Don’t say yes to the stress.

According to recent research, the biggest stressors of daily American life are finances (52%), current events (37%), health (37%) and relationships (29%).

When our bodies interpret something as a threat, they enter fight-or-flight mode by releasing cortisol and adrenaline, decreasing insulin production, and tightening blood vessels.

In emergency or short-term situations, the body responds to the threat and then recovers from the spike in cortisol. But, when we exist in this mode for a sustained period of weeks, months, or years without reprieve, these spikes become the norm, the body does not recover and the long-term effects are hell on our overall health.

Conditions associated with cortisol spikes and sustained stress include high blood pressure, heart disease, Type 2 diabetes, arthritis, and weight gain.

Jennifer King, assistant director of the Center on Trauma and Adversity at Case Western Reserve University in Cleveland, told Time this week that when we ignore the signs of stress, our bodies begin sending us signals to stop in more extreme ways.

“A cascade of changes happen in the body when the stress response is activated in a sustained way,” she said. “When the dose is too big, and there’s not a clear beginning or end, that causes wear and tear on the body.”

Here are four ways to tell if our bodies are pleading for pause — emotional changes, relationship strains, illness and digestive issues.

Emotional changes

Stress and anxiety can easily affect mood, cognition and pleasure. Dr. Gerda Maissel tells Time that those suffering from stress might experience “circling” thoughts, a loop that inhibits memory recall, “You feel like you can’t remember things, or you can’t find the name for something.”

Anxiety can discourage folks from engaging in activities they have previously enjoyed. In addition, our inability to manage stress can express itself as an inability to care for ourselves. “People who desperately need a break sometimes also lose the ability to engage in basic self-care like exercise and eating well,” Maissel says.

Maissel also notes that the sense of overwhelm that people with chronic stress experience can lead to outbursts and the incapacity to make simple decisions.

Relationship strain

Perhaps in direct proportion to the emotional changes listed above, relationships are hit hard by anxiety and those closest to us often notice the warning signs before we do.

Symptoms of stress include irritability, lashing out, and self-isolation. Experts caution people to resist defensiveness if a friend, partner or family member addresses your change in mood.


Stress, past research has shown, affects the whole body, including the immune system. A weakened immune system leads to more frequent illness.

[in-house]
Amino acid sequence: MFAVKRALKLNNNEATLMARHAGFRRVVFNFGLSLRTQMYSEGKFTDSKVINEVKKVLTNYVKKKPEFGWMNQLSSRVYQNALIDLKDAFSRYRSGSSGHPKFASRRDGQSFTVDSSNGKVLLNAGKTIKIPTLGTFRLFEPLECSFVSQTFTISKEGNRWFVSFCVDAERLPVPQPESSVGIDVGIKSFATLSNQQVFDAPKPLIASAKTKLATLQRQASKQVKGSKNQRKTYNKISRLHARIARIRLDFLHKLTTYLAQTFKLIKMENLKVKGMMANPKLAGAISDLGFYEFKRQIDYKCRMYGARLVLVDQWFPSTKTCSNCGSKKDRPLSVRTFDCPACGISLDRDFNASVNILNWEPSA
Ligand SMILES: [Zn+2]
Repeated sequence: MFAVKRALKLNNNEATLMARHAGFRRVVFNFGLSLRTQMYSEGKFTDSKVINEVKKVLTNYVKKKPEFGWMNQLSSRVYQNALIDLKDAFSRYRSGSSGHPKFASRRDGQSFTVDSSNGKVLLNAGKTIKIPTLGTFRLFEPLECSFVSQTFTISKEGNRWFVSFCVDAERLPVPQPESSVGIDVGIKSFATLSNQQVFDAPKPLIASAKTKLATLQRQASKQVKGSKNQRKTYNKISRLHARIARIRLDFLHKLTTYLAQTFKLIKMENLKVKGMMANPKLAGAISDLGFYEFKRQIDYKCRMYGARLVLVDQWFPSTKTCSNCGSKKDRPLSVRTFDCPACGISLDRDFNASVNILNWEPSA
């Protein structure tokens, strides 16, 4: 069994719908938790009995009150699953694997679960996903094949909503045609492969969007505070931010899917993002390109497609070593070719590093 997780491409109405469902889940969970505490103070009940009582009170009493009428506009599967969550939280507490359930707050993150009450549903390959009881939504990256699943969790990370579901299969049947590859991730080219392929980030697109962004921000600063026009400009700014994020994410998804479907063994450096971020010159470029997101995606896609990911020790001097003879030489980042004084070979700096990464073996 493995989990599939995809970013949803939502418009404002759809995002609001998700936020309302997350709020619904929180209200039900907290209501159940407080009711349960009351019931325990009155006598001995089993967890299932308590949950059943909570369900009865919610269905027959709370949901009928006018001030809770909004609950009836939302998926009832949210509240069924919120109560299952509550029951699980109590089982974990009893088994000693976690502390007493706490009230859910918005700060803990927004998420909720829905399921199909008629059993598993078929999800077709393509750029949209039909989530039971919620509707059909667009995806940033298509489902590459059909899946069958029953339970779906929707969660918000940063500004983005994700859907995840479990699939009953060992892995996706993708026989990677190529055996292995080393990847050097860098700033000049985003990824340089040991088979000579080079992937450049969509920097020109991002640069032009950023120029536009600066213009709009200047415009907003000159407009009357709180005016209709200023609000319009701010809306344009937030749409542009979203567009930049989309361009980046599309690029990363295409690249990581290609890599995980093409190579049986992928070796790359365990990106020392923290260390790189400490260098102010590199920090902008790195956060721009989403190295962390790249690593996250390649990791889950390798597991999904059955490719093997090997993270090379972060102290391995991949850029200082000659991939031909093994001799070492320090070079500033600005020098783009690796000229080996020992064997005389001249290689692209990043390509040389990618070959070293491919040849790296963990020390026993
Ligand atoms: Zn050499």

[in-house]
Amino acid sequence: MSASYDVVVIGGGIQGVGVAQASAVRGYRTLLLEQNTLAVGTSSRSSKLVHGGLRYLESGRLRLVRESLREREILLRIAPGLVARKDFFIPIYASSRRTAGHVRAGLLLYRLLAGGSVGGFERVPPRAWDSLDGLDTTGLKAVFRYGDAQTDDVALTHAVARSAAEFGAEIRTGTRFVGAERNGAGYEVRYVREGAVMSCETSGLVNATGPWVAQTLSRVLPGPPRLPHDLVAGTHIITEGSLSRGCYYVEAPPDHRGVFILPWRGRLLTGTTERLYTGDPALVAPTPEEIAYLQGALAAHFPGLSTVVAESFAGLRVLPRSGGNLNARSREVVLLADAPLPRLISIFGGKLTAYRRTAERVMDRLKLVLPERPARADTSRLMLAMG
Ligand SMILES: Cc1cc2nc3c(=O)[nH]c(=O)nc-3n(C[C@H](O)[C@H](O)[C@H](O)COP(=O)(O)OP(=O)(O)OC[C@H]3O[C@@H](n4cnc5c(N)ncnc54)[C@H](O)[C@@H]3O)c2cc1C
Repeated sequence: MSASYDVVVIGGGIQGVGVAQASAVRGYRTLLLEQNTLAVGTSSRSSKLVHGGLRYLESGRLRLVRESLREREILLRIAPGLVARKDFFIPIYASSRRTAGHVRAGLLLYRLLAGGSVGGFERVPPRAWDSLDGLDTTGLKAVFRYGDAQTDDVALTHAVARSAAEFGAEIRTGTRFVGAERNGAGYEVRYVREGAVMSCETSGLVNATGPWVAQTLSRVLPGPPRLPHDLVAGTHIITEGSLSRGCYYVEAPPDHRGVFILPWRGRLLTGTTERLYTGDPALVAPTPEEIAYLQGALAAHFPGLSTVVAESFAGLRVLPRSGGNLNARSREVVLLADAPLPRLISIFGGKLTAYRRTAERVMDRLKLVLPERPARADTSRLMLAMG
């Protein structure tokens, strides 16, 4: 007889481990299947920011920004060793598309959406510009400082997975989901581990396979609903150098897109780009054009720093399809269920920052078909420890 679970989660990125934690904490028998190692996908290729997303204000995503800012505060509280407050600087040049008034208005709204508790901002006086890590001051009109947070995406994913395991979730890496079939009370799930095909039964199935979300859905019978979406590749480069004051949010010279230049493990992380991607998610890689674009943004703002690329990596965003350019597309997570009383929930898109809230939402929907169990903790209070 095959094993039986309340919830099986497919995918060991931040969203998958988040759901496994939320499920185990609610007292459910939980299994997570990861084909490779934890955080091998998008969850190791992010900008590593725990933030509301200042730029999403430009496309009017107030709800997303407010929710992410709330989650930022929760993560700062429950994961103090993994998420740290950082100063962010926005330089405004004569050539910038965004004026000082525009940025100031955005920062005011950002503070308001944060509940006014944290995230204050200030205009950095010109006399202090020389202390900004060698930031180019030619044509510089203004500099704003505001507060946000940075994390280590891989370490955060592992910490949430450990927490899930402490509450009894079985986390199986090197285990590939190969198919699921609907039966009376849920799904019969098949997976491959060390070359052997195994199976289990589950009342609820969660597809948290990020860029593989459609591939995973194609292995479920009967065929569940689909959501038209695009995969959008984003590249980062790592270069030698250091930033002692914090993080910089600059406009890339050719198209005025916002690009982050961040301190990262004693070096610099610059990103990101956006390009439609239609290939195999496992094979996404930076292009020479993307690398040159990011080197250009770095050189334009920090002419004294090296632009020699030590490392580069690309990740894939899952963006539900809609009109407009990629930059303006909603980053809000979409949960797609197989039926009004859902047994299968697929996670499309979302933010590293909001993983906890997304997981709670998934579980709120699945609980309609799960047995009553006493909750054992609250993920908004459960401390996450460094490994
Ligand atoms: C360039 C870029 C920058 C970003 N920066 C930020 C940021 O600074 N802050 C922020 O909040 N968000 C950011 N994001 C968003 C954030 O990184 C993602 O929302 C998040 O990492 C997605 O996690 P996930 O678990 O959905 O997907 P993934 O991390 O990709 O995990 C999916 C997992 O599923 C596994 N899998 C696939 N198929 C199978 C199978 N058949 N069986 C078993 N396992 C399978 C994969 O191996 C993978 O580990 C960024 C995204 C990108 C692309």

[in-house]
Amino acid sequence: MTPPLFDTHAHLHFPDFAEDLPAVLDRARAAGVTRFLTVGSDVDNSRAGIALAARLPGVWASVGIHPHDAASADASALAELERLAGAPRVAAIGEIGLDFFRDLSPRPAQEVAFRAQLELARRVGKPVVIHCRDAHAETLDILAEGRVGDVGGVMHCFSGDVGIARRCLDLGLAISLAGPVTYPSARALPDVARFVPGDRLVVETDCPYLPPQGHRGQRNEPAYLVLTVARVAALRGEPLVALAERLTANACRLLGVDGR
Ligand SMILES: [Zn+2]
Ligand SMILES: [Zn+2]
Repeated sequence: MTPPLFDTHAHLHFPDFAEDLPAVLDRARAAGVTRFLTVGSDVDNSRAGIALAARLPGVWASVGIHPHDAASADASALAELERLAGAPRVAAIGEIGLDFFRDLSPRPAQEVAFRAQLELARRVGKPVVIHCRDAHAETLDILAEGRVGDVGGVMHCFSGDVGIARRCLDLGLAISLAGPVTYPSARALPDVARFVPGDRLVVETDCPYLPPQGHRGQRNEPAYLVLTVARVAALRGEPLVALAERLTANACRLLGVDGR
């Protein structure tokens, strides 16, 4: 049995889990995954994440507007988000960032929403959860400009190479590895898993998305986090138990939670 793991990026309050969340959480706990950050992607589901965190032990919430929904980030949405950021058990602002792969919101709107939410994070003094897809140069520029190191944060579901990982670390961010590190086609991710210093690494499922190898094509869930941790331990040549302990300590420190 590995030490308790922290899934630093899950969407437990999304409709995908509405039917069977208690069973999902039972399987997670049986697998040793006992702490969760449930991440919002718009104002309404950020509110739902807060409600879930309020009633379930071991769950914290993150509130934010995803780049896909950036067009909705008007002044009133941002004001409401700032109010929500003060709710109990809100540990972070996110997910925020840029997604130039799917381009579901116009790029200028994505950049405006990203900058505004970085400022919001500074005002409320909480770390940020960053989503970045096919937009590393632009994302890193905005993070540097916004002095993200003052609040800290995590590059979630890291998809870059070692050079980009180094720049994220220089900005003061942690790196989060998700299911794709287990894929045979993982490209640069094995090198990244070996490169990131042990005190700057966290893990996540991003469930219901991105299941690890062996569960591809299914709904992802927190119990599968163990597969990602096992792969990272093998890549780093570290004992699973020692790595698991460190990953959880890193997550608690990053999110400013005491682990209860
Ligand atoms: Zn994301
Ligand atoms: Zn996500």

According to the American Psychological Association, stress can diminish the number of natural killer cells in the body, which are needed to fight viruses. Stress also spikes cortisol levels, hindering the body’s anti-inflammatory response and leaving it vulnerable to infection.

If you find yourself ceaselessly sick, it could be your body demanding a break.

Issues with skin, stomach, and sleep function

Stress can trigger a slew of digestive issues that run the gamut from indigestion and discomfort to conditions such as irritable bowel syndrome (IBS). 

Anxiety is also related to appetite and those affected by it may overeat or undereat, causing weight gain or loss.

Stress is also known to complicate your complexion, exacerbating conditions such as acne, psoriasis, and eczema. Additionally, it can trigger allergic reactions, often leading to discomforting skin issues like hives.

Stress affects sleep as well — if you are having issues falling or staying asleep or find yourself exhausted upon waking, it could be a cue from your body to prioritize rest and relaxation.

The negative effects of silencing stress signals

Ashley Fields, a therapist in Indianapolis who specializes in women’s issues and perinatal mental health, tells Time that a daily 30-second check-in can help discern our mental state, immediate needs and appropriate responses.

Fields maintains, “We don’t always realize how much tension we’re holding in our bodies until we make it a point to intentionally observe what we’re feeling, and where. It’s a pulse on how you’re doing and you’ll collect information that can help you make meaningful lifestyle changes.”

If the resounding message from your body is, Fields advises that a vacation is not the only solution and that just a few minutes of intentional downtime a day can help combat the negative consequences of stress.

What does intentional downtime look like? A breath of fresh air and a change of scenery have been shown to do wonders for reducing stress.

Kandi Wiens, a University of Pennsylvania researcher specializing in the study of stress, recently told The Post, “Spending time in nature boosts the feel-good hormones dopamine and endorphins.”

Wiens also recommends crying, sighing, looking at a photo of someone you love, exercising, and physical touch as remedies for beating back stress. Separate research suggests that for some, sex is the best defense against stress.

2024 © Network Today. All Rights Reserved.